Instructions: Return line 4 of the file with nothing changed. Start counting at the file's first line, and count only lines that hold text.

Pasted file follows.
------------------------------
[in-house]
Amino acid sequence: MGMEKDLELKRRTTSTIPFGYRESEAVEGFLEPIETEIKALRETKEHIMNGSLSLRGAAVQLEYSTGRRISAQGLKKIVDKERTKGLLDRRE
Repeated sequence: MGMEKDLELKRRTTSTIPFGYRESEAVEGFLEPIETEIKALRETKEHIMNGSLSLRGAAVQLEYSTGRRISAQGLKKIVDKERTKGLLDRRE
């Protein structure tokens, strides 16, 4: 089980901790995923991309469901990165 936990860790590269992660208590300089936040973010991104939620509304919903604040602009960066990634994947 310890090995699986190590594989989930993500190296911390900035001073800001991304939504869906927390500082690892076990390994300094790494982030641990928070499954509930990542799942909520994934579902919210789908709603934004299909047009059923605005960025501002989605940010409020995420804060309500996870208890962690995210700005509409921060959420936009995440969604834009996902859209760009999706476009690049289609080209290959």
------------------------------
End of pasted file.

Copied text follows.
């Protein structure tokens, strides 16, 4: 089980901790995923991309469901990165 936990860790590269992660208590300089936040973010991104939620509304919903604040602009960066990634994947 310890090995699986190590594989989930993500190296911390900035001073800001991304939504869906927390500082690892076990390994300094790494982030641990928070499954509930990542799942909520994934579902919210789908709603934004299909047009059923605005960025501002989605940010409020995420804060309500996870208890962690995210700005509409921060959420936009995440969604834009996902859209760009999706476009690049289609080209290959």